Last day in Rosario, and here’s a tip if you ever visit. Don’t go to a sushi restaurant.
Again I was hosted by AAPRESID, and it occurs to me I haven’t actually mentioned them before now. AAPRESID is the Argentinian farmers no-till association, and it’s based in Rosario. They organise farmer groups, like CREA, but also run trials, and once a year organise a huge conference. And let’s not forget all the foreigners they kindly show around the country too.
Today’s visit was to a lady farmer who is using cattle to improve her soils. More specifically, there are some low-lying areas which have suffered from water erosion in the past, and she makes more money there with the animals than with crops. In fact, the beef price is so good here compared to grain that the animals are the most profitable side of the business. Given that the pastures are improving the soils, the brave move would be to put some of the crop fields down to grass for a few years. But that’s easy for me to say from here…
The pastures hon this farm are far more complex than others I’ve seen in the country. Depending on the specific conditions in each field they use tall fescue, brome, lucerne/alfalfa, white clover, red clover and trefoil. The farm’s agronomist, Daniel Canova, is a big advocate for having as many different root types in a rotation as possible; he is sure that this helps to prevent compaction and keep the soils productive. These fields tick that box.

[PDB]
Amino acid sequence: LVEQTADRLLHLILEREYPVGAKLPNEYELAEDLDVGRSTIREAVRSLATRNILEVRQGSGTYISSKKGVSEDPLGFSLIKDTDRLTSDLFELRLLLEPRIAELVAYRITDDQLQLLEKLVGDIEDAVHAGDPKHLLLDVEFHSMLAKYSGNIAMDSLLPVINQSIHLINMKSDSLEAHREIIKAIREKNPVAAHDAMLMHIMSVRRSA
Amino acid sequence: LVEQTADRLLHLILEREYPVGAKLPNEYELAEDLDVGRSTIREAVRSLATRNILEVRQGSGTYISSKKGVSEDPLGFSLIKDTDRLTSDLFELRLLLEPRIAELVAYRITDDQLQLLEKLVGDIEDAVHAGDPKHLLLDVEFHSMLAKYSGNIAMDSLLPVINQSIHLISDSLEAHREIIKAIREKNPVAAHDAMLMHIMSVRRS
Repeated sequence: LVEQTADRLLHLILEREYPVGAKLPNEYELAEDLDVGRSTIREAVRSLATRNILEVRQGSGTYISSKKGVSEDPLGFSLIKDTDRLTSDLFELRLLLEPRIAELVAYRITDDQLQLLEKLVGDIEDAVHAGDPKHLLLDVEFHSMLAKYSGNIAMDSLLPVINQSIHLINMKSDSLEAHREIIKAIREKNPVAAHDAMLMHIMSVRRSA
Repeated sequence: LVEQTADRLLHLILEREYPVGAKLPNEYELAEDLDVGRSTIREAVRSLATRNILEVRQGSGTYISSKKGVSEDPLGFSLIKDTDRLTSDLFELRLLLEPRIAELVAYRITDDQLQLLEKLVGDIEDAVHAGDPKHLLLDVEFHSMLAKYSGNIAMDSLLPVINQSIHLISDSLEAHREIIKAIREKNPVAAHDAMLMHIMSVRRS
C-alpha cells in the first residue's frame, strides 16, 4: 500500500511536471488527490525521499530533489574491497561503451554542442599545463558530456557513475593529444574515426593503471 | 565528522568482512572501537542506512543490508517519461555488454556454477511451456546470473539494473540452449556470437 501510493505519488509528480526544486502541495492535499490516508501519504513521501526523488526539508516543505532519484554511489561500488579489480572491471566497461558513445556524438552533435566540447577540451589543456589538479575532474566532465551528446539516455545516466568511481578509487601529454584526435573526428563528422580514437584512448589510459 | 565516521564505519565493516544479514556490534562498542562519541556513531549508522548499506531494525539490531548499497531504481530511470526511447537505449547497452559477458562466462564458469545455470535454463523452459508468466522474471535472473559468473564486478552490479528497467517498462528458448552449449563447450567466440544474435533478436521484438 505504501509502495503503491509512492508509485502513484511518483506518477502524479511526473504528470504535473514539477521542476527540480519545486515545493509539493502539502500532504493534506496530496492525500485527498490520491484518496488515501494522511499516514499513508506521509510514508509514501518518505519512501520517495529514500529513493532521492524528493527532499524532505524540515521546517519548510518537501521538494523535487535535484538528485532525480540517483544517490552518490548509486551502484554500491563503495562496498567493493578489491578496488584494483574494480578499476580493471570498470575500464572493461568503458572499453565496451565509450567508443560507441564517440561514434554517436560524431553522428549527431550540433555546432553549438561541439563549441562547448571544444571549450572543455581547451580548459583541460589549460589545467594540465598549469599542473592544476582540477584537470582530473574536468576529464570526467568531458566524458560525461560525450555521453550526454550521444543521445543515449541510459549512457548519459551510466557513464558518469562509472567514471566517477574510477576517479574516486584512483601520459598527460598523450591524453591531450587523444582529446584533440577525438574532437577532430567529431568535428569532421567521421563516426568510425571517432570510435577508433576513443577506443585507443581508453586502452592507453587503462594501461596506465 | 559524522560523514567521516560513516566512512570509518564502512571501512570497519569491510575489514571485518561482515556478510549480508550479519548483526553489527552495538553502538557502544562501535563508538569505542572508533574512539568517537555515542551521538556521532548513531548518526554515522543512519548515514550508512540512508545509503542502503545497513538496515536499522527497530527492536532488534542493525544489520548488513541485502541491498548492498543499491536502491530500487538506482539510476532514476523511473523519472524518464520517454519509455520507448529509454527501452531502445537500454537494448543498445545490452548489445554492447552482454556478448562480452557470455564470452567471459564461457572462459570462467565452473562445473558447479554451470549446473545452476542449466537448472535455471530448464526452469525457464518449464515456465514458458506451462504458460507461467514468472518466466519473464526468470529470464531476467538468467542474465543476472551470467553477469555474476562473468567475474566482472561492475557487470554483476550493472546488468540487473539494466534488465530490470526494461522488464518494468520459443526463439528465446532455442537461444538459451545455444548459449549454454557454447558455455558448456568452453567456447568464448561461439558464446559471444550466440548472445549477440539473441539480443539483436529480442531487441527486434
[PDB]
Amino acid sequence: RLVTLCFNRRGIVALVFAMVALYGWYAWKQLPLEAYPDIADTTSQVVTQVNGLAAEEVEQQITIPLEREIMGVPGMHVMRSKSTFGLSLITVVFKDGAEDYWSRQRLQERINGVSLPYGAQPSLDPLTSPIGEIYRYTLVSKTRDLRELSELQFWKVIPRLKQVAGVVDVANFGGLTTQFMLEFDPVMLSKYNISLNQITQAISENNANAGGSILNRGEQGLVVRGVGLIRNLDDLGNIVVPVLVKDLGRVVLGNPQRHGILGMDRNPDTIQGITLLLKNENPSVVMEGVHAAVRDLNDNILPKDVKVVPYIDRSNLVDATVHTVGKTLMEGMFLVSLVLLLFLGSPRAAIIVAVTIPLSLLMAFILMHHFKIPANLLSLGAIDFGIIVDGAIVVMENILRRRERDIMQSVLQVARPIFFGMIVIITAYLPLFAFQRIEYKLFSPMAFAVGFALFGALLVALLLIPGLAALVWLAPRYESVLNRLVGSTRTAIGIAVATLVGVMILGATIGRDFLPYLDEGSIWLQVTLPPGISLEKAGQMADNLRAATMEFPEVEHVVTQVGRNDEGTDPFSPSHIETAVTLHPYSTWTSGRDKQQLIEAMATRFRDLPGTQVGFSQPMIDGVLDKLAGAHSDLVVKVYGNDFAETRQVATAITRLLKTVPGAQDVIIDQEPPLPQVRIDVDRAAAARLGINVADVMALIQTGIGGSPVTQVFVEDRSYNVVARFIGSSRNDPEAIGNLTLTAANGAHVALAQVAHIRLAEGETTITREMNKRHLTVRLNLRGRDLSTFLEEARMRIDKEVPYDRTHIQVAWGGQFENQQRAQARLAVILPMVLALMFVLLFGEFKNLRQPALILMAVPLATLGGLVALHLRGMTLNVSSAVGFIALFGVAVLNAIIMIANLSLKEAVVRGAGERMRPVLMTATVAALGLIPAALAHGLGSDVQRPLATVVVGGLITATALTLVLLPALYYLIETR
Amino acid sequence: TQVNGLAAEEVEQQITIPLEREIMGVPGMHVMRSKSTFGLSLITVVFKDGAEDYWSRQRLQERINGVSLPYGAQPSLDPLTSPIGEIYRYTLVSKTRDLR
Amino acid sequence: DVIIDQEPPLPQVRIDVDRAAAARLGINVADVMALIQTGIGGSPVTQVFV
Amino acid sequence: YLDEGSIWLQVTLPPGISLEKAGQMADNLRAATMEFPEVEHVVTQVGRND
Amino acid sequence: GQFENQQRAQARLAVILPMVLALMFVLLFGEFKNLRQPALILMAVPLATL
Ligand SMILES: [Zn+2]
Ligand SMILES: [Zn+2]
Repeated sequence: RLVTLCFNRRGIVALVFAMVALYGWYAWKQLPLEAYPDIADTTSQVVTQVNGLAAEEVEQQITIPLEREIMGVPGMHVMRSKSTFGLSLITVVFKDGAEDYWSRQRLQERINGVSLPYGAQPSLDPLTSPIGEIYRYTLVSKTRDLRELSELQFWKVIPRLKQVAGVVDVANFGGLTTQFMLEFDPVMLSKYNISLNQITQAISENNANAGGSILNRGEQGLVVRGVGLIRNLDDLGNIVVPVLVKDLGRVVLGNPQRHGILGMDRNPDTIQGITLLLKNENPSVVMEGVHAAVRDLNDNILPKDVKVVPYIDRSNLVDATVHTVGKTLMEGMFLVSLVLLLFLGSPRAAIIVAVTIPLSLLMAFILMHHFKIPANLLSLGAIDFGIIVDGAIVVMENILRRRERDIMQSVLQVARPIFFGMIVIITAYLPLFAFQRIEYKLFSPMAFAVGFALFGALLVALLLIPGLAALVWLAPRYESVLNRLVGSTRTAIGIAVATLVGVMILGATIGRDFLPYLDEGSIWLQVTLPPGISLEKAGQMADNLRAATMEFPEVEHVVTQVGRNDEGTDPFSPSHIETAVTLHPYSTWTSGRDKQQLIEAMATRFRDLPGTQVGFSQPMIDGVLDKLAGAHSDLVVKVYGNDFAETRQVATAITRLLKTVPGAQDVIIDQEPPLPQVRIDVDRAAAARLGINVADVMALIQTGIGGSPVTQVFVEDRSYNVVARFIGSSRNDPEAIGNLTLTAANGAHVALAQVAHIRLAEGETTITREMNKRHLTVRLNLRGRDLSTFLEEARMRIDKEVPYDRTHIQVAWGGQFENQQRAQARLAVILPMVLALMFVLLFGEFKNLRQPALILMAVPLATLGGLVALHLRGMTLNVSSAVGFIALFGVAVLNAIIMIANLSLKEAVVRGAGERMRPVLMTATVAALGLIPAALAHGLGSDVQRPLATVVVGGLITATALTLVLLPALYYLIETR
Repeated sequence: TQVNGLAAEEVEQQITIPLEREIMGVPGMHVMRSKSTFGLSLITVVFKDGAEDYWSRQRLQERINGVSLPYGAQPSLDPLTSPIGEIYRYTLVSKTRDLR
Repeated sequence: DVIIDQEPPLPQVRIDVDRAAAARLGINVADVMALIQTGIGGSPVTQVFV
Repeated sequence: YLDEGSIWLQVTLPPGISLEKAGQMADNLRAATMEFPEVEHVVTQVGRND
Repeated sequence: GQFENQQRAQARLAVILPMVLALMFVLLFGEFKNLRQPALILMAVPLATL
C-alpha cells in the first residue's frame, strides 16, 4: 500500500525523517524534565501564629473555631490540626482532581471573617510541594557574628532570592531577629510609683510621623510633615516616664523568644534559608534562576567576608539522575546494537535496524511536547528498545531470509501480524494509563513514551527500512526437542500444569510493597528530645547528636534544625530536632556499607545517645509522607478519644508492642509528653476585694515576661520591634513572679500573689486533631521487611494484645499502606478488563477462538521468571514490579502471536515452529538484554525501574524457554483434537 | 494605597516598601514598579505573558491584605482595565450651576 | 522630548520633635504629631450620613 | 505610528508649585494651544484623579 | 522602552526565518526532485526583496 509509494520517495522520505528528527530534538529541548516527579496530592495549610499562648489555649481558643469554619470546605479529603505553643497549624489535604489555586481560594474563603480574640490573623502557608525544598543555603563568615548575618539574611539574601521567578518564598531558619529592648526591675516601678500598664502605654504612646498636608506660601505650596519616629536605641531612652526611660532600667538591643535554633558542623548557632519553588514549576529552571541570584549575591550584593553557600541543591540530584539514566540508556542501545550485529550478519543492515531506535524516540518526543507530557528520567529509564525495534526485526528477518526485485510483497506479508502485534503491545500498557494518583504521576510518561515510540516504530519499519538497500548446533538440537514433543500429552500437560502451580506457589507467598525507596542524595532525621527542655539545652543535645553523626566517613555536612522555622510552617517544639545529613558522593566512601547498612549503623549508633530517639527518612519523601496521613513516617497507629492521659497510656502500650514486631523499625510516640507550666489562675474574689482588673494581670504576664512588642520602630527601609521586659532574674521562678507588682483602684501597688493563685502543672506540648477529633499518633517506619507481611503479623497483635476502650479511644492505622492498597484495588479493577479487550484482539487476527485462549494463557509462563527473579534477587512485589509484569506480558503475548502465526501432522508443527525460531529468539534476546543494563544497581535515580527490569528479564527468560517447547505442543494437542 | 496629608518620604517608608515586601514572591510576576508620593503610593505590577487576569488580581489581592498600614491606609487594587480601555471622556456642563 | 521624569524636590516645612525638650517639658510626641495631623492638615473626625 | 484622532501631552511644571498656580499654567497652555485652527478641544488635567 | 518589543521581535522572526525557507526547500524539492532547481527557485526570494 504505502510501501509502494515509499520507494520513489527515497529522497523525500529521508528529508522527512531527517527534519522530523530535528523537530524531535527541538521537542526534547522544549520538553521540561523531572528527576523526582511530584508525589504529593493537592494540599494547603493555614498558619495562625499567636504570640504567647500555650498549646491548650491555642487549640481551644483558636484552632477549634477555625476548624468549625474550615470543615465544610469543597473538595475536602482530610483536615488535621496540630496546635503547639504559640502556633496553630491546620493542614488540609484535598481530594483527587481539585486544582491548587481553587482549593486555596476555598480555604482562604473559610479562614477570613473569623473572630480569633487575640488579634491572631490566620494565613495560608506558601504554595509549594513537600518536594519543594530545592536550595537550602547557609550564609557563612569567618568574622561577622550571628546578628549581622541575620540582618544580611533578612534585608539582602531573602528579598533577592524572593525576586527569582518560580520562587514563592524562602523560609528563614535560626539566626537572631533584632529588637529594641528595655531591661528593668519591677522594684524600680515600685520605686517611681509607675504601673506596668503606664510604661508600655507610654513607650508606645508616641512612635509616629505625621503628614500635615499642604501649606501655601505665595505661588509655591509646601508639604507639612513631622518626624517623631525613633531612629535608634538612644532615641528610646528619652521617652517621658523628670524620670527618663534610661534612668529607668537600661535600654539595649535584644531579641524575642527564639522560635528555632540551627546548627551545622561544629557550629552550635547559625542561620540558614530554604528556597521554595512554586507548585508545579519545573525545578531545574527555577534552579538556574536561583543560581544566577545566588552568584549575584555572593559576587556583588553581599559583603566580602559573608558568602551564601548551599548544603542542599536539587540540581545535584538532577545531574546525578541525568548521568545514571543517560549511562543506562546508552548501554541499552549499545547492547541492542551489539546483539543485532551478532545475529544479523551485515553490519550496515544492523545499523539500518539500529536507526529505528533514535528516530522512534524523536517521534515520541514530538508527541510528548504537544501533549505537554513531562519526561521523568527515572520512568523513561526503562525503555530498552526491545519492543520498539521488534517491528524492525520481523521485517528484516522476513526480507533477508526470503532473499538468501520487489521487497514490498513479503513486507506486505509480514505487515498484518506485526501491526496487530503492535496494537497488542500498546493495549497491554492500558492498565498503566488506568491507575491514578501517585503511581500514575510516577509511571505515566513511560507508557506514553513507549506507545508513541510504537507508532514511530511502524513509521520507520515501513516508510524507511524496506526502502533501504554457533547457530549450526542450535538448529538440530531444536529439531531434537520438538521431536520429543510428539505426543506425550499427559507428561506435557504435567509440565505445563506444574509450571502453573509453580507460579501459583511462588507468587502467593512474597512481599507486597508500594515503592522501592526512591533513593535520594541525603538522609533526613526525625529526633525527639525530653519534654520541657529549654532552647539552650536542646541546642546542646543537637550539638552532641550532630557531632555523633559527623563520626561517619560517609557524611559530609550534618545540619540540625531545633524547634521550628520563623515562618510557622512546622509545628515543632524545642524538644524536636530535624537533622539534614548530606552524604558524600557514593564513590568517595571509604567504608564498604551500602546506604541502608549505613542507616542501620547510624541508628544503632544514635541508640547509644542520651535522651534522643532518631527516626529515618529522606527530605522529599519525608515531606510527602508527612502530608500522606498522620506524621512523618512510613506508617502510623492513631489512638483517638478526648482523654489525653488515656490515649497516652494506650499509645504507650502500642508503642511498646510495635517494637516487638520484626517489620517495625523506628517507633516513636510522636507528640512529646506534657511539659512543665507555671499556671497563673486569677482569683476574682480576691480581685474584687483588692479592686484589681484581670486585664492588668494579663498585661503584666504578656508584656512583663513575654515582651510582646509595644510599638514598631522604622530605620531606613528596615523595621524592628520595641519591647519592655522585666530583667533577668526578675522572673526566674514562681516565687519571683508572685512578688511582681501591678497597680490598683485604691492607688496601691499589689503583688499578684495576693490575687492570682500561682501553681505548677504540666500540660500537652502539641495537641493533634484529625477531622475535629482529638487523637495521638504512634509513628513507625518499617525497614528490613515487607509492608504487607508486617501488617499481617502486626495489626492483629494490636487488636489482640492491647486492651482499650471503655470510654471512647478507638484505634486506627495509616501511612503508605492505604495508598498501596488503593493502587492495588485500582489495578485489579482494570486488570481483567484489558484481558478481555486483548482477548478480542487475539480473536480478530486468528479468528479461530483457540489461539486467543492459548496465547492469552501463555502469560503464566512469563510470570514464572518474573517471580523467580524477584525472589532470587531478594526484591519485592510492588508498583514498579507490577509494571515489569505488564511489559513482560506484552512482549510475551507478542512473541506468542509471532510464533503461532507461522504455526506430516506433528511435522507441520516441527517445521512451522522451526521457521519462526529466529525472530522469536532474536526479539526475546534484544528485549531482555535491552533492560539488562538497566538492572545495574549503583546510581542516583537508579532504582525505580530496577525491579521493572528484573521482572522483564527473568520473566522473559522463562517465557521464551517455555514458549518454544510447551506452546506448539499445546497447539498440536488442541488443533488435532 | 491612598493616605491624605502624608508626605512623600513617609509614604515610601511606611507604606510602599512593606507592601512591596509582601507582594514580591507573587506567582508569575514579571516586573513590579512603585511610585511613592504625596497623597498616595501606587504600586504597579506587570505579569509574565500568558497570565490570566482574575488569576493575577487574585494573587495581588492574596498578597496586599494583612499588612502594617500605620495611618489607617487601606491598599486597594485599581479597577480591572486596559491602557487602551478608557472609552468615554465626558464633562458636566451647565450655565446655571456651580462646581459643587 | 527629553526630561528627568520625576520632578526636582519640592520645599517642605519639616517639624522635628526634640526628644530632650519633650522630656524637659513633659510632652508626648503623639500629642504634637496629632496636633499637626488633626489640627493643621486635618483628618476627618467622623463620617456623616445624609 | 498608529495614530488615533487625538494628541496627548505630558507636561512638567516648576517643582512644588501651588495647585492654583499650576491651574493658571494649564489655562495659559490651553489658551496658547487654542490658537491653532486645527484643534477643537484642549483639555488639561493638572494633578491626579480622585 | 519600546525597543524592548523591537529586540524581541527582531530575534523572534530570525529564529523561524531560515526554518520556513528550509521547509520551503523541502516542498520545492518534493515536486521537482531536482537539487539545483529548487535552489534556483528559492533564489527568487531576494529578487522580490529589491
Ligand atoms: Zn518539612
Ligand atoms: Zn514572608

One of the problems in the GMO using world is the spread of glyphosate resistant weeds. AAPRESID have a team working on this, and they anticipate the number of resistant species will increase quickly in the coming years. We don’t use GMOs in the EU at the moment, but I’m sure that will change in the medium term. When the day comes, it’s of critical importance that we learn the lessons from all of these countries (north & south America, Australia etc) to keep our chemicals working. The temptation will be strong to be lazy: “it won’t happen to me”.
The biggest problems come from using the same crop every year, and then using multiple doses of the same chemical. Here that plant is soya, in the US it’s also maize. So step one is to keep on rotating crops, both for their differing natural weed suppression, but also because it will allow the use of different types of chemicals each year. But what if you have a field, like the pastures here, with have so many different plant types that chemical control is not possible?
These pastures are normally kept for four years, by which time they are getting a bit tired (I can’t help but feel some more involved grazing management would help here). At this point field is sprayed off with glyphosate. If there are enough resistant weeds left over, they will then drill oats. The reason for this is simple – their roots have strong allelopathic effects. This means that they exude chemicals which stop other plants from growing. [We currently have a field of oats at home which will hopefully reduce the amount of black grass in the following barley crop.]
Once the oats have grown enough, they are grazed, and then forage sorghum is planted on top of them. Again this will be grazed, but not when the plants are small as it can cause nitrate poisoning which is undesirable in cattle (their mouths turn blue and they die). There might be time for a couple of grazings before the new pasture is sown, but by now the weed burden should be reduced significantly. I think one of the reasons this works so well here is that all the weed seeds are left on the surface because of no-till, and in this climate they will be decomposed very quickly – even after maize the residue is totally gone within six months.
So there we have it, some ideas for farming in Europe in the ’20s. I’ll end with this photo of a typical Argentine motorcycle rider, taken on the motorway outside Buenos Aires.